We explain how furnaces work, what controls and settings are used, what goes wrong, and how to fix it. This page is the starting point for our series of heating furnace diagnosis and repair articles. Sketch at page top courtesy of Carson Dunlop Associates. If you have no heat. At this website we describe the basic components of a home heating system, how to find the rated heating capacity of an heating system by examining various data tags and components, how to recognize common heating system operating or safety defects, and how to save money on home heating costs.
If you don't know what kind of heat your building uses, we explain how to figure out the answer in more detail. Here we're showing heating equipment just as you'll see it in your home, with all of the access covers and panels in place.
Articles at this website offer lots more detail including photos of individual heating system controls and components along with explanatory text.
How your oil home heating system works
The heated air is being heated by a gas, oil, or electric furnace, or perhaps by a heat pump or a geo-thermal system then your heat is provided by a warm air furnace sketch at page top, for example. Cooler air hopefully also from the same occupied space flows back to the furnace through one or more air returns and ducts into the furnace return air plenum from which it enters the furnace itself to be re-heated.
Some older warm air systems illustrated below are less sophisticated and may have no ductwork at all, and worse, may heat cold air from the basement and send it one-way into the occupied spaces of the home. Your heating furnace may located in a basement, in a crawl space, in an attic, or even in an outdoor utility closet or an attached garage.
In all cases, some heating equipment oil, gas, coal, wood, geothermal, electric, solar is used to transfer heat to air that is then delivered to the occupied space of the building. Older hot air heating systems were comprised of a furnace that heated air, sometimes just air from the basement. The warm air rose into the upper areas of the building by convection warm air, which is less heavy than cold air rises, displacing colder, more dense air in the building.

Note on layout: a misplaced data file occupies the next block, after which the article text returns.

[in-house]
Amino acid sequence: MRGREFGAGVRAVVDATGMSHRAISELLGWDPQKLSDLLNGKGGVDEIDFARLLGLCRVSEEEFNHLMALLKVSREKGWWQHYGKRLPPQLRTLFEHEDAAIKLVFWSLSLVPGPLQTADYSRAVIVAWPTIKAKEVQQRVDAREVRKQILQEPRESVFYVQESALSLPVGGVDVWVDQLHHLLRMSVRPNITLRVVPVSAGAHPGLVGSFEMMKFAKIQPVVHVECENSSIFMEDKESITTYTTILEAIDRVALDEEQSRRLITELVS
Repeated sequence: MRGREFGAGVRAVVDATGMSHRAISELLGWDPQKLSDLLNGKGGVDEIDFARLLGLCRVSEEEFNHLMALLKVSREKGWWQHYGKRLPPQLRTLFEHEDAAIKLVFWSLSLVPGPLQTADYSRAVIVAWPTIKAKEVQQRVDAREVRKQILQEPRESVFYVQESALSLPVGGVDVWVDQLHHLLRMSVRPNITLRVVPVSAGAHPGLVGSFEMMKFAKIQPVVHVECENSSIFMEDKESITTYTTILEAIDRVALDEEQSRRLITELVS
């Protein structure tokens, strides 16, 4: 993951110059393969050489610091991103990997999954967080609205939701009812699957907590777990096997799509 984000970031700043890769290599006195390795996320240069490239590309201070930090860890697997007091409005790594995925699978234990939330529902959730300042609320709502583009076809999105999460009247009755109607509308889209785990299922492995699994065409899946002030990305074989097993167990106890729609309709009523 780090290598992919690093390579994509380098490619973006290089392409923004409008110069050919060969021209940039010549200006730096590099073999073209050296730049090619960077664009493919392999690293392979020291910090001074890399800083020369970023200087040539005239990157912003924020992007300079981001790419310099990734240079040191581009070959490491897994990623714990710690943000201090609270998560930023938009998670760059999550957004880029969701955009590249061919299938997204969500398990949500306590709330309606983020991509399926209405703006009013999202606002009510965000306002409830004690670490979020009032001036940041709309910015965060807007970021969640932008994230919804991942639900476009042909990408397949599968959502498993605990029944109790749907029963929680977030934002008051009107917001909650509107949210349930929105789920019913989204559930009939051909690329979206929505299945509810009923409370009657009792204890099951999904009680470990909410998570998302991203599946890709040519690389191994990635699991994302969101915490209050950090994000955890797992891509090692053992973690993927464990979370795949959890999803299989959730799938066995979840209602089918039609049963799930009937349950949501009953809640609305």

You can see one of these old under-floor convection furnaces in our photos at left. Popularly called a "gravity furnace" cold air falls by gravity, and warm air defies gravity by risingyou will see only two "pipes" or ducts on the unit. A flue gas exhaust flue the smaller diameter steel "pipe" that exits near the bottom left of the gravity furnace and connects to a brick chimney in our photo - and that larger diameter round duct at the top center of the gravity furnace.
That large round warm air supply plenum or duct delivered warm air into the building through a large floor grate in the first floor above. Our arrows show the direction of air flow through this gravity furnace. In this photo we can't see the cool air intake but almost certainly it's at the bottom of the unit and is in this horribly inefficient unit, is taking cold wet basement air and heating it up before sending it upstairs.
We do see a little of this furnace's repair history - that abandoned motor on the floor in the bottom center tells us that an oil burner was installed and had to have a motor replacement. Warm air rose from this gravity furnace upwards from the first floor grate into the rest of the building also by convection or "gravity" flowing up a stairwell, or upstairs through registers cut in the first floor ceilings.
We know that the air register at left is a warm air supply register because it has those moveable louvers that would be absent on a cool air return register cover.
But now let's be honest - we don't know for sure if the air register at left is connected to ductwork or if it's just letting warm air rise by "gravity" we say "convection" from a floor below. It's easy to figure out however. Just open the louvers and look through the grating.To understand the workings of an oil-fired boiler, it is helpful to look at it in one of its most common applications: as a heating system found in many homes and businesses.
Consider a common scenario that occurs many times a day. People within a building set the thermostat to a temperature at which they will feel comfortable. When the room temperature drops below that setting, the thermostat sends an electrical signal that opens a valve and releases hot water from the boiler.
This water enters distribution piping and passes through heating baseboards or radiators that warm the air by both radiation and air convection.